“Ted – well, Ted really had no idea what the game was about,” Paul Beeston said, chuckling. “How many innings there were in a game, who the players were, how many strikes or balls ... none of that stuff.”
Indeed, the stories of Ted Rogers’ forays to the stadium are legion, all of them spun with an endearing quality. Phil Lind, currently vice-chairman of Rogers Communications, can barely contain himself as he talks about Rogers looking at Tony Viner, formerly president and chief executive officer of Rogers Media, and wondering why a player who had just drawn a base on balls “isn’t running, for god’s sake.” Or about the time Rogers stood up and cheered for a ninth-inning double because he saw so many in the crowd rising, only to have Lind grab his arm and say, “Ted, sit down, for god’s sake. Sit down. Please. That’s the wrong team.”
The game was against the Boston Red Sox, which meant that Rogers Centre had drawn its usual quantity of citizens from Red Sox Nation.
When it came to baseball, Ted Rogers, in the words of Lind, “didn’t have a clue.” But he loved the crowd. “He should have been a politician,” Lind said, smiling. “He’d be there Opening Day, sitting in the ‘In The Action’ seats, and people would ask him to sign balls and sign things and there was nothing more exciting to him than the adoration. He was activated by it, so energized that you’d think at times he’d wished he’d bought four teams.”
Buying the Intangible
Payroll is the prism through which the American League East is, out of necessity, viewed. Such is life when you are chasing the New York Yankees and Boston Red Sox. And until the Blue Jays ponied up in the winter of 2012 in the 12-player trade with the Florida Marlins, the acquisition and signing of R.A. Dickey, and Melky Cabrera’s free-agent deal, the connection between payroll and ownership was a difficult one for fans to make.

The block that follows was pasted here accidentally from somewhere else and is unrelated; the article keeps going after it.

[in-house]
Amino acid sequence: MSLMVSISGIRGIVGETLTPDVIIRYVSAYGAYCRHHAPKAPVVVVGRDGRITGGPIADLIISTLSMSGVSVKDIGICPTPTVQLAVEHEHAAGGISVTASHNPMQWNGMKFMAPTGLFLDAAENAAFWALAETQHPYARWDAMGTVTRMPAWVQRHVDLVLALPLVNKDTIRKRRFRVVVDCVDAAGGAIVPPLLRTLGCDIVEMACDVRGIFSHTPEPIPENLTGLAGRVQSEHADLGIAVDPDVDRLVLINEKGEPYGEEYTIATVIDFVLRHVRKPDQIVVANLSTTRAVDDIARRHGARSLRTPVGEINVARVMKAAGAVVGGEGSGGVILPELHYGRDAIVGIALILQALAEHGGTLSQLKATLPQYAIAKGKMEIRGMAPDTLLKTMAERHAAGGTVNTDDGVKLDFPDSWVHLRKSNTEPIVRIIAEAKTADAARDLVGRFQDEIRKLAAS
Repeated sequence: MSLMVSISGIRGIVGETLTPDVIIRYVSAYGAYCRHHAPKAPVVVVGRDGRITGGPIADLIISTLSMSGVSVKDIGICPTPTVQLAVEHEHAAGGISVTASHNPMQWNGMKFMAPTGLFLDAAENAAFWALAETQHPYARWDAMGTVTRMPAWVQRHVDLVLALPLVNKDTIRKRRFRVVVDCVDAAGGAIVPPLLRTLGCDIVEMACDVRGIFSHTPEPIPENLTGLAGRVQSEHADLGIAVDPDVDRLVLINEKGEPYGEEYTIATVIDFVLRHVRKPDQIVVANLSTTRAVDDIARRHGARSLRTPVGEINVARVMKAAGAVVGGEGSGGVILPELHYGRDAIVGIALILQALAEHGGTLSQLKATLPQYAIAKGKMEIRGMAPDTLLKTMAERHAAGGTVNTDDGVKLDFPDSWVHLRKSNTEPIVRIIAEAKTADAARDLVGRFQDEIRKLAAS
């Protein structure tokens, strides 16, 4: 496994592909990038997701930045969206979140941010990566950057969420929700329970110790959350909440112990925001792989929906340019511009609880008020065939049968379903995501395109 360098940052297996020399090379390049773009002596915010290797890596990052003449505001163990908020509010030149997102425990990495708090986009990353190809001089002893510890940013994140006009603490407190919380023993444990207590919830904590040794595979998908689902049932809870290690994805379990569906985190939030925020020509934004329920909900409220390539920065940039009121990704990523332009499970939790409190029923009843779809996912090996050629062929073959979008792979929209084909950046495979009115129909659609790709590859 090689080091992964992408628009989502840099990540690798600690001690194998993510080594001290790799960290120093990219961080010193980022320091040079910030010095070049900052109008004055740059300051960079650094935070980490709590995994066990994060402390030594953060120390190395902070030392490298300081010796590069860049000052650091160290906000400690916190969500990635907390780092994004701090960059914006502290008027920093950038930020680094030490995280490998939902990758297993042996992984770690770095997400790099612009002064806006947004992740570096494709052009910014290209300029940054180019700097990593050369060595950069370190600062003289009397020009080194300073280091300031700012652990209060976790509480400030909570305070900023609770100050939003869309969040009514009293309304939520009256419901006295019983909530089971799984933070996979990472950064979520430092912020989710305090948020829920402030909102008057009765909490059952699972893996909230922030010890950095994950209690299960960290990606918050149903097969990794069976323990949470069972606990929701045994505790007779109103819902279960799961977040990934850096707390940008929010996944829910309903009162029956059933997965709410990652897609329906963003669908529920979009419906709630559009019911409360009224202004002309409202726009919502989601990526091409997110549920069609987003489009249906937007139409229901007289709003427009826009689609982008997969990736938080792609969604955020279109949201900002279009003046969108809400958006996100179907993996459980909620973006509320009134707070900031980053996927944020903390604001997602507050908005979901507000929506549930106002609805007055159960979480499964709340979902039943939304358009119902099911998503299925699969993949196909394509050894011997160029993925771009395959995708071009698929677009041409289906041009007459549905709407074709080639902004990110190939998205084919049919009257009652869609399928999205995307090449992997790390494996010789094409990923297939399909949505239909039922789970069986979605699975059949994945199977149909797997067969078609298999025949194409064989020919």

How does a team with the wealthiest owner in baseball, in one of the biggest cities in North America – a club that is a product for the owner’s series of national sports channels – have a payroll that is mid-market at best? It does not make for a warm and fuzzy relationship with the fans, as the Blue Jays learned in the 2011 off-season when they were pilloried for a stillborn attempt to sign free-agent Japanese pitcher Yu Darvish, and when general manager Alex Anthopoulos made what to him was a logical connection between attendance, revenue generation and payroll.
At times, it appears as if there is no trust between the team’s owners and its fans. Were he still alive, that sentiment might puzzle Ted Rogers. Although there was a business reason for buying the team – live sports has become a broadcast beachhead for advertisers looking for ways around a PVR world – Phil Lind thinks there was something less quantitative behind the purchase. He believes that buying the Blue Jays “put us in people’s hearts in a way we hadn’t been before.
“I don’t know if this is a rationalization or what, but keeping the team in Toronto was a factor for him,” said Lind. “Ted believed in Toronto. He saw keeping the Blue Jays as a viable team as something that was very important.
“Our board was not in favour of the deal. I mean, when the question was asked at our board meeting – do we buy the team? – there may have been one or maybe two hands raised in favour of it. Certainly mine was up, but I don’t know if there were too many others. Ted always felt that there was an intangible thing we could get from buying the Blue Jays, something that could be established between himself and Southern Ontario and maybe even all of Canada. And that’s probably why the board never bought it, because it wasn’t tangible. You couldn’t say, ‘Look, this thing is worth another $10-million in sales,’ because that just isn’t there. But there is a personality to a sports team that makes it different.”